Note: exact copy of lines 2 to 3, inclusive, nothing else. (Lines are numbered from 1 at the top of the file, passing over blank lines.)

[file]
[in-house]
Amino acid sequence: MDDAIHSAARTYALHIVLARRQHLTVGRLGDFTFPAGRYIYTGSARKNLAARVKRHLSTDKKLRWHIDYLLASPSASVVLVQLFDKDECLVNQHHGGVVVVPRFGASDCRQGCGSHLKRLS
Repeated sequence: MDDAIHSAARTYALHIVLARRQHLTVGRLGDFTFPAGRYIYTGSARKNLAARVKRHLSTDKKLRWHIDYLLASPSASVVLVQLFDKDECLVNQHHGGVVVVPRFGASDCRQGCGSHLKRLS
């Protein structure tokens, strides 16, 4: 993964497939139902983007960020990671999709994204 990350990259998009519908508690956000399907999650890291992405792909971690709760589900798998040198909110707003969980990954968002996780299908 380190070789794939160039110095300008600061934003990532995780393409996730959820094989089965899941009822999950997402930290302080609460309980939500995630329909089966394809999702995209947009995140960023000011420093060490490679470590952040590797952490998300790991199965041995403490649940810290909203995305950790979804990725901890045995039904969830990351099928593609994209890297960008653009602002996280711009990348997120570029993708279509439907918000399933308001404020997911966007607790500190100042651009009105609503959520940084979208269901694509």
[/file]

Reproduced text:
Amino acid sequence: MDDAIHSAARTYALHIVLARRQHLTVGRLGDFTFPAGRYIYTGSARKNLAARVKRHLSTDKKLRWHIDYLLASPSASVVLVQLFDKDECLVNQHHGGVVVVPRFGASDCRQGCGSHLKRLS
Repeated sequence: MDDAIHSAARTYALHIVLARRQHLTVGRLGDFTFPAGRYIYTGSARKNLAARVKRHLSTDKKLRWHIDYLLASPSASVVLVQLFDKDECLVNQHHGGVVVVPRFGASDCRQGCGSHLKRLS